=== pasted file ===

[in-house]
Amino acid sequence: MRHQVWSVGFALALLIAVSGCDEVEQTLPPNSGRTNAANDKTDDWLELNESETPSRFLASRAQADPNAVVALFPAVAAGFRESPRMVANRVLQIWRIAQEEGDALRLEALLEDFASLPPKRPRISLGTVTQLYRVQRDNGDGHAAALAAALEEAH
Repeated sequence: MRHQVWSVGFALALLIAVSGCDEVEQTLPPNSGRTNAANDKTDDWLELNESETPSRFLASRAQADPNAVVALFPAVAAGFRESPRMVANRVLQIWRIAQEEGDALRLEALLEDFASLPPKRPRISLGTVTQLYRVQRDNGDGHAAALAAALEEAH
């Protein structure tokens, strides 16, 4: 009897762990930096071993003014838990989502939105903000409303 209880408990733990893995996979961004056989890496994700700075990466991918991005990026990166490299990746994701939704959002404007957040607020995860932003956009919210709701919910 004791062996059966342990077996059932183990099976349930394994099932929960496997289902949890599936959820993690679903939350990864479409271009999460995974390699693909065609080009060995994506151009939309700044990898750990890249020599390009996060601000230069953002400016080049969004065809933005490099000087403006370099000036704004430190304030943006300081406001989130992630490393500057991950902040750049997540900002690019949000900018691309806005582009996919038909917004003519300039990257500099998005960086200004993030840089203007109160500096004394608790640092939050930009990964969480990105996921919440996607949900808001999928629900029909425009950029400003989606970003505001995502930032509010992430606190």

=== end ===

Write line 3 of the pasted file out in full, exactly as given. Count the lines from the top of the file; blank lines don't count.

Repeated sequence: MRHQVWSVGFALALLIAVSGCDEVEQTLPPNSGRTNAANDKTDDWLELNESETPSRFLASRAQADPNAVVALFPAVAAGFRESPRMVANRVLQIWRIAQEEGDALRLEALLEDFASLPPKRPRISLGTVTQLYRVQRDNGDGHAAALAAALEEAH